( Hon Lisa Hanna)
MANY still consider a woman’s place to be in the house — but for some women, this place will be Gordon House. For the first time in history, Jamaica will have 18 of its 63 elected Members of Parliament (MPs), or 28.5 per cent, being women.
Women in Parliament, in both the Upper and Lower Houses, became a topic of discussion in the days leading up to the election, after the Opposition leader was asked whether he would appoint more women to the Senate if he was to win, and he highlighted some of the barriers that prevent more women from being actively involved in political leadership.
Gender advocate Linette Vassell said the question, and the responses given by both leaders, raise front and centre the vexed and broader issue of gender and governance, which women and their organisations have been addressing with ebbs and flows over the years.
Vassell said that some of the barriers identified in previous years by the Women’s Resource and Outreach Centre are: “lack of sufficient funds and in-kind contribution for women to campaign competitively; discriminatory cultural and social attitudes and negative stereotypes about and against women in the family and in public life; women’s responsibility in the home; intimidation and violence in the political process; and the male-dominated political culture that persists in political parties which is often insensitive to the special needs of women.”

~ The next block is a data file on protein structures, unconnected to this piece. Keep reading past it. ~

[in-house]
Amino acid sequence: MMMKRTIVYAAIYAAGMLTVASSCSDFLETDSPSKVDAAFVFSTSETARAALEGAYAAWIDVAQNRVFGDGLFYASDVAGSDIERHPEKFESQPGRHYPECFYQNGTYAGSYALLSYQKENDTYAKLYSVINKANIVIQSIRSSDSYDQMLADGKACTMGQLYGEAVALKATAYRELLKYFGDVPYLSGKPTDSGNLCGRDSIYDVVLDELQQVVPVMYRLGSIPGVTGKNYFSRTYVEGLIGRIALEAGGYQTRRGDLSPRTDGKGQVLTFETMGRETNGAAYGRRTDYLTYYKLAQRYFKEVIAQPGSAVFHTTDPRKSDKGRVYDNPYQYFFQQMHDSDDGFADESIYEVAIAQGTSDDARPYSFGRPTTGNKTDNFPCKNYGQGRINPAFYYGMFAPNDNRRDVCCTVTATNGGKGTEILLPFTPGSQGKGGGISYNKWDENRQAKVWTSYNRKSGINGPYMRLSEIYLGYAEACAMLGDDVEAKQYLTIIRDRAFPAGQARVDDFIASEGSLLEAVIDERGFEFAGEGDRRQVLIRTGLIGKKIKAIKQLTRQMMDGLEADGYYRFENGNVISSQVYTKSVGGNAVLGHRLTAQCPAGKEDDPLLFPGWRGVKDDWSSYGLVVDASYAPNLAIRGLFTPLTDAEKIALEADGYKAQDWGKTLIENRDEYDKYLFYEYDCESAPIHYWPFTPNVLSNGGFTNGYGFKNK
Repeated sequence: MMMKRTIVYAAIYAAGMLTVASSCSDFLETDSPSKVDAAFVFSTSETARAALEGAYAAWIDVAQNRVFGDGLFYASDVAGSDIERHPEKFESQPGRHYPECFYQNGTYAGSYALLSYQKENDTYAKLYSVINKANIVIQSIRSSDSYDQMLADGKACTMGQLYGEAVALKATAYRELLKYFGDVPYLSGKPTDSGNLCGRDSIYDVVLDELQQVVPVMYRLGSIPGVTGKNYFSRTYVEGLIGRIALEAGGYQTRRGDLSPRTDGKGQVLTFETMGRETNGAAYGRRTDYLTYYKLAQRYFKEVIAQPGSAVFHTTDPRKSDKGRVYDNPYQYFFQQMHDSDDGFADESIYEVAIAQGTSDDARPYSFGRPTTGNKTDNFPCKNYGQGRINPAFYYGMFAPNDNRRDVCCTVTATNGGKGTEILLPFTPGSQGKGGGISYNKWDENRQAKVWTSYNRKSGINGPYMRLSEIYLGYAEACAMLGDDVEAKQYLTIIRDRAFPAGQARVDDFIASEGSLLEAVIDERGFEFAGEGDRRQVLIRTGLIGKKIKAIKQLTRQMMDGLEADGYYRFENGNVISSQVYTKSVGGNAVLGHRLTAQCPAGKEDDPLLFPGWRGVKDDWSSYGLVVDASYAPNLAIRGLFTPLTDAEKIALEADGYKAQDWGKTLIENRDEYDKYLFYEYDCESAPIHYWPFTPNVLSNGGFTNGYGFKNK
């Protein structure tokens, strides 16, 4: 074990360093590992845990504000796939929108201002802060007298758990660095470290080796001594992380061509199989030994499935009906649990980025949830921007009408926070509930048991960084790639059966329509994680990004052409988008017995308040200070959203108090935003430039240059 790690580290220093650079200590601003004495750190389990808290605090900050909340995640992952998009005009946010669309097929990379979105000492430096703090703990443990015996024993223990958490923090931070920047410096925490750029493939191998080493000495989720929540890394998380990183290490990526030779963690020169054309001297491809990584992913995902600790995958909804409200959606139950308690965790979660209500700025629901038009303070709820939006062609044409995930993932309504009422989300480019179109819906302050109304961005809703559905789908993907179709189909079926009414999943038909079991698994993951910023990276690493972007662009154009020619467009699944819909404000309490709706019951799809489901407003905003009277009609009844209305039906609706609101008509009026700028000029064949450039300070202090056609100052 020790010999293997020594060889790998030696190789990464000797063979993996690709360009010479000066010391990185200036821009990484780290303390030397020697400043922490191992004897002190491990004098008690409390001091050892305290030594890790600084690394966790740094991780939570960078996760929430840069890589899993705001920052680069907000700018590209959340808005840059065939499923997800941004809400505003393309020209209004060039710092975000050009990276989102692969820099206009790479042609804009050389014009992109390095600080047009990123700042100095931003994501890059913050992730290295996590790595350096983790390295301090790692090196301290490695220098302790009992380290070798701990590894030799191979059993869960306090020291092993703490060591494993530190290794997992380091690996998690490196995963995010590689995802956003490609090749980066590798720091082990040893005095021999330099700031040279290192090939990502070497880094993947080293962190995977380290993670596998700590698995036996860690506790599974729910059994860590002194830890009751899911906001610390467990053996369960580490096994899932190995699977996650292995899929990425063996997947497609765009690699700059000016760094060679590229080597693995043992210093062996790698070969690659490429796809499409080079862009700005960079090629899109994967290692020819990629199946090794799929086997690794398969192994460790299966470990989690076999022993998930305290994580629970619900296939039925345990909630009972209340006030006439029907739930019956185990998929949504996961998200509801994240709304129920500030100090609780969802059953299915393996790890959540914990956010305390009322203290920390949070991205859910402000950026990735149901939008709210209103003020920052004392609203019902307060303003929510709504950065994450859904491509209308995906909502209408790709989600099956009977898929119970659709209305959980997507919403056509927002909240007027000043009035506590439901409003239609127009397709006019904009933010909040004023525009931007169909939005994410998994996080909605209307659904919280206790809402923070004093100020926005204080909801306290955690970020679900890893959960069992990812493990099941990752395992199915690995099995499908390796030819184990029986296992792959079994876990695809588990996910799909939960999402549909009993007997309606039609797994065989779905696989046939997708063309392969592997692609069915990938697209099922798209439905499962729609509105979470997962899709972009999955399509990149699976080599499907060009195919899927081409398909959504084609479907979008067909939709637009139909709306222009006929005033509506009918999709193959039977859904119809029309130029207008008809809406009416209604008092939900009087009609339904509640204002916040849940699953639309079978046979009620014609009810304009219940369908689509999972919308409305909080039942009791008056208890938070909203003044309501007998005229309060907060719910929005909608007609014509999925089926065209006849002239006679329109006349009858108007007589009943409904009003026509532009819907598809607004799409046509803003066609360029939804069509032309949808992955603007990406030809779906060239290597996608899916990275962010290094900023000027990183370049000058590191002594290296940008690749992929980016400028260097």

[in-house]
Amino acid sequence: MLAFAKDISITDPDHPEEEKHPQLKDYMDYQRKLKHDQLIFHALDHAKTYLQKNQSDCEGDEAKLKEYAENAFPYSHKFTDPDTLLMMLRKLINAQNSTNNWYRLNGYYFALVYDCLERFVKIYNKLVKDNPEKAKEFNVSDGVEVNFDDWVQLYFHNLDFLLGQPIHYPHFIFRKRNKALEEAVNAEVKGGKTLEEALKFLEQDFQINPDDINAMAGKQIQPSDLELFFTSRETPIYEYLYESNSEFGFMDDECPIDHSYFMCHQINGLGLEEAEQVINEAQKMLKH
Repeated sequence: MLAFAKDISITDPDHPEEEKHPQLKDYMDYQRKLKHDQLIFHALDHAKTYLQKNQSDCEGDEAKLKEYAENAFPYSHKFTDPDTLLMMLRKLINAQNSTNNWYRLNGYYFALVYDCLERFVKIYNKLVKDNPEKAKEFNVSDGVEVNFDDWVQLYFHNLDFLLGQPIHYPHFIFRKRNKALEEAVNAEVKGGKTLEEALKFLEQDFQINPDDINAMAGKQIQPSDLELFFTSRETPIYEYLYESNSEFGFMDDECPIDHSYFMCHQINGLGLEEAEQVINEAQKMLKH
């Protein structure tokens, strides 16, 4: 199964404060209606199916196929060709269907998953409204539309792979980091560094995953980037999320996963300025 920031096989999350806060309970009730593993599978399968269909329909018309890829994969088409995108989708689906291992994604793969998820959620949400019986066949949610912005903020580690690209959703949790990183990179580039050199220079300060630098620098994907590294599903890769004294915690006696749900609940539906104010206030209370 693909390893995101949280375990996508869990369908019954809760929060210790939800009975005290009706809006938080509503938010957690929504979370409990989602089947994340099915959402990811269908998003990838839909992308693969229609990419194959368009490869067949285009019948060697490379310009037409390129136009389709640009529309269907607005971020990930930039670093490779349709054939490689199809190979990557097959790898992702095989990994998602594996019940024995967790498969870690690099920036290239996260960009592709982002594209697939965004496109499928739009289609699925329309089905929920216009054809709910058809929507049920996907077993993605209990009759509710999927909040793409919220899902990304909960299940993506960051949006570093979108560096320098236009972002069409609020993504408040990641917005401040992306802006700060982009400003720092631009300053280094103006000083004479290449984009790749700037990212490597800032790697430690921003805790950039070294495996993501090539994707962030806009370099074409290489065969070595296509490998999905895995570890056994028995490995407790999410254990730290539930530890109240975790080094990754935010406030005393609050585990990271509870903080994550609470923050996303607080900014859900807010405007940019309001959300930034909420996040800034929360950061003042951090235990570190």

Despite these major obstacles, for the first time, more than 30 women competed in the general election this year, and about half of them came out on top.
Meet the ‘Super 18’ women in the House.
As an accountant and real estate agent, and also a mother and the wife of the prime minister, Juliet Holness continues to represent her constituency with strength and grace. And even if her opponent had won, St Andrew East Rural would have still had a formidable woman in Joan Gordon-Webley as their representative.
A chartered financial analyst, Fayval Williams has shown great promise in the energy ministry, and has retained her St Andrew Eastern seat. Married with two daughters, this Harvard graduate went head-to-head with another fiery woman, Venesha Phillips.
Former Olympian Cuthbert-Flynn edged out the People’s National Party’s new candidate Krystal Tomlinson to retain her spot as MP for St Andrew West Rural. The fitness trainer and gym operator has been an advocate for the updating of laws that affect women since she entered Parliament in 2016. The mother of two notably opened the floor for the ongoing debate to repeal the laws that make abortion illegal.
This outspoken educator has shaken up the ground since she entered representational politics in 2016, and this year she beat her male opponent by a very convincing margin to retain her seat. Morrison raises a torch for the growing number of women who choose to fulfil their individual aspirations, no holds barred.